Construction and analysis of a Vibrio cholerae delta-aminolevulinic acid auxotroph which confers protective immunity in a rabbit model

Unit of Molecular Microbiology, National Institute of Public Health and Environmental Protection, Bilthoven, The Netherlands.
Infection and Immunity (Impact Factor: 3.73). 07/1992; 60(6):2188-93.
Source: PubMed


Vibrio cholerae CVD101 is a very effective live vaccine. Although this strain does not produce active cholera toxin because of a mutation in the gene for the cholera toxin A subunit, it still shows residual pathogenicity. To attenuate CVD101 further, we set out to isolate derivatives of CVD101 which were limited in their ability to proliferate in vivo. Two delta-aminolevulinic acid auxotrophs of CVD101, designated V286 and V287, were isolated by transposon mutagenesis and penicillin enrichment. Southern blotting revealed that the mutants differed with respect to the location of the transposon insertion. Under aerobic conditions, in the absence of delta-aminolevulinic acid, both mutants showed diminished growth compared with CVD101. The growth of V286 was most severely affected. Microaerophilic growth of both mutants was less affected. Competition experiments with a rabbit model showed that strain V286 was found in numbers 10(3)- to 10(4)-fold lower than its parental strain. This observation indicates that strain V286 is impaired in its ability to colonize the rabbit intestine. It also supports an important role for aerobic growth in the colonization of the intestine by V. cholerae. Vaccination of rabbits with a single dose of strain V286 resulted in full protection against challenge with a virulent strain. Strain V286 was not shed from rabbits in a cultivatable form. Our results suggest that delta-aminolevulinic acid auxotrophy can attenuate V. cholerae by limiting its ability to colonize without affecting its capacity to induce protective immunity. Furthermore, this type of mutation may prevent the spread of V. cholerae vaccine strains in the environment.


Available from: Elisabeth Margaretha Bik
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    • "It has ability to deliver covalently attached antigens to the mucosal cells via binding to GM1 ganglioside receptor on the surface of epithelial cells [19, 20]. CTB was used as an adjuvant to increase the immune response level in many different vaccines specially vaccines against toxigenic Vibrio cholerae strains [21-23]. Many efforts have been performed to produce CTB in E. coli [24], Lactobacillus and Bacillus brevis [25, 26] or even Vibrio cholerae strains lacking the CTA gene [7]. "
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    ABSTRACT: Background: Cholera toxin B subunit (CTB) has been extensively considered as an immunogenic and adjuvant protein, but its yield of expression is not satisfactory in many studies. The aim of this study was to compare the expression of native and mutant recombinant CTB (rCTB) in pQE vector. Methods: ctxB fragment from Vibrio cholerae O1 ATCC14035 containing the substitution of mutant ctxB for amino acid S128T was amplified by PCR and cloned in pGETM-T easy vector. It was then transformed to E. coli Top 10F' and cultured on LB agar plate containing ampicillin. Sequence analysis confirmed the mature ctxB gene sequence and the mutant one in both constructs which were further subcloned to pQE-30 vector. Both constructs were subsequently transformed to E. coli M15 (pREP4) for expression of mature and mutant rCTB. Results: SDS-PAGE analysis showed the maximum expression of rCTB in both systems at 5 hours after induction and Western-blot analysis confirmed the presence of rCTB in blotting membranes. The expression of mutant rCTB was much higher than mature rCTB, which may be the result of serine-to-threonine substitution at position 128 of mature rCTB amino acid sequence created by PCR mutagenesis. The mutant rCTB retained pentameric stability and its ability to bind to anti- cholera toxin IgG antibodies. Conclusion: Point mutation in ctxB sequence resulted in over-expression of rCTB, probably due to the increase of solubility of produced rCTB. Consequently, this expression system can be used to produce rCTB in high yield.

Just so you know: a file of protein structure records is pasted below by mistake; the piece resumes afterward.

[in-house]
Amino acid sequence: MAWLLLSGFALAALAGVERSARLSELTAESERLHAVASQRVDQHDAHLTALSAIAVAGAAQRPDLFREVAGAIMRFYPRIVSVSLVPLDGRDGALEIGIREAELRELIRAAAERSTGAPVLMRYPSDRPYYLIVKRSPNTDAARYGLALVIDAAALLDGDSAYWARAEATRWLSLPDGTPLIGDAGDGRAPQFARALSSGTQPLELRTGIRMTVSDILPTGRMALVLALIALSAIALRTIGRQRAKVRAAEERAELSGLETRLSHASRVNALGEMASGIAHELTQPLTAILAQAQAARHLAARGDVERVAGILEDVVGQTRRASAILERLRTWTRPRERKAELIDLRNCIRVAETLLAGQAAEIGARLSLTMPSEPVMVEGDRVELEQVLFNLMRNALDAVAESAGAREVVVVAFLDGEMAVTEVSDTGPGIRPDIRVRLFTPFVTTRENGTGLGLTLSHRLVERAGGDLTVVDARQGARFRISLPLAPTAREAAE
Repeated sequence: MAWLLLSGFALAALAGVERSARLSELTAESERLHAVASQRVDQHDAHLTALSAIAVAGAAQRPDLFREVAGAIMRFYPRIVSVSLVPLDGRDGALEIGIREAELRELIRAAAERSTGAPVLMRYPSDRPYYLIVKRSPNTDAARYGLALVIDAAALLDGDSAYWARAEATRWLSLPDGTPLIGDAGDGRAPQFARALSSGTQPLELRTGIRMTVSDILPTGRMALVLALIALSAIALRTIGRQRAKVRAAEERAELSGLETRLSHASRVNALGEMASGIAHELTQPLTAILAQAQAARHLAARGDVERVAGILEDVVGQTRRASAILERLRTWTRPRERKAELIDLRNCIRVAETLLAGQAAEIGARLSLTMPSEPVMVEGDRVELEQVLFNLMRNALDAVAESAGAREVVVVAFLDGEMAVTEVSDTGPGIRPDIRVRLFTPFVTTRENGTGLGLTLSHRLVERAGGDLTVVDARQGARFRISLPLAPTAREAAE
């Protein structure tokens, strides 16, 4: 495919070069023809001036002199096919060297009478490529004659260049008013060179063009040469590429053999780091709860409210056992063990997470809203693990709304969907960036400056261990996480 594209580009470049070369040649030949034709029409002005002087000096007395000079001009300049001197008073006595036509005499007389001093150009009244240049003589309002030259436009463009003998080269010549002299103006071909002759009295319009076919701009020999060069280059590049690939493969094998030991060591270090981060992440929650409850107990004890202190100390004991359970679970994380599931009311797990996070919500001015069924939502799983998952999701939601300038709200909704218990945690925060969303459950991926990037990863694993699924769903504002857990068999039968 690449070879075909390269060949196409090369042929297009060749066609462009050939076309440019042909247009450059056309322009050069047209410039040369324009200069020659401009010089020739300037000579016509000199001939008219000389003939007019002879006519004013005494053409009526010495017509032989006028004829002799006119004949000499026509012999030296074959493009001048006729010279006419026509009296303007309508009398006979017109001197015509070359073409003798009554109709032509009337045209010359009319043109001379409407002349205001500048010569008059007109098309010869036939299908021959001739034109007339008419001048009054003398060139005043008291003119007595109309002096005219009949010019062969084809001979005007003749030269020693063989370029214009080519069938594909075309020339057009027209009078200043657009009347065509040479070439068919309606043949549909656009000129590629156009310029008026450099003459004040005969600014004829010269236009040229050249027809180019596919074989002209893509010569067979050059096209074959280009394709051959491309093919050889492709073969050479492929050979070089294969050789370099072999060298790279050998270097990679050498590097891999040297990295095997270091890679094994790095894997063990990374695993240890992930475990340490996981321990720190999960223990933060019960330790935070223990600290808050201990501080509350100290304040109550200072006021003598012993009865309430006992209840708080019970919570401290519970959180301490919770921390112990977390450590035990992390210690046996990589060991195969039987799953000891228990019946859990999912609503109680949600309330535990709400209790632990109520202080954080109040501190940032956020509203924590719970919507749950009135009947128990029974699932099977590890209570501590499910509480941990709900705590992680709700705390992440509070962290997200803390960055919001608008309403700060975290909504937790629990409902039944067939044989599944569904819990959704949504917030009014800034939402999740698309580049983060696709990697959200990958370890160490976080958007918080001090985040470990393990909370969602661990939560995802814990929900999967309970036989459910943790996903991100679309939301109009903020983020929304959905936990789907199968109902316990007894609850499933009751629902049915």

Iranian biomedical journal 07/2014; 18(3):130-5. DOI:10.6091/ibj.1165.2014
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    • "Root-colonizing ability is not only important in biocontrol , but can also be predicted to be essential in other applications of microbial inoculants of seeds, such as for biofertilization, phytostimulation and phytoremediation, in which the effectiveness of the inoculant is likely to be dependent on the establishment of a minimum population size. It is also worthy of mention that many colonization traits important for biocontrol of plant diseases also play a role in colonization of animal tissues by bacteria (Drake & Montie, 1988; Weiser et al., 1990; Rijpkema et al., 1992; Chiang & Mekalanos, 1998; Lugtenberg & Dekkers, 1999). Phenazine derivatives not only kill fungi but the phenazine derivative pyocyanin, produced by certain Pseudomonas aeruginosa strains, is also involved in killing of animal cells and tissues (Mahajan et al., 1999). "
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    New Phytologist 02/2003; 157(3):503 - 523. DOI:10.1046/j.1469-8137.2003.00686.x · 7.67 Impact Factor
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    • "The three colonization traits shown here to be important for biocontrol of the plant disease tomato root and foot rot also play a role in the colonization of animal tissues by bacteria (Chiang and Mekalanos 1998; Drake and Montie 1988; Lugtenberg and Dekkers 1999; Rijpkema et al. 1992; Weiser et al. 1990). Phenazine derivatives do not only kill fungi, but the phenazine-derivative pyocyanine, produced by P. aeruginosa, is also involved in killing animal cells and tissues (Mahajan et al. 1999). "
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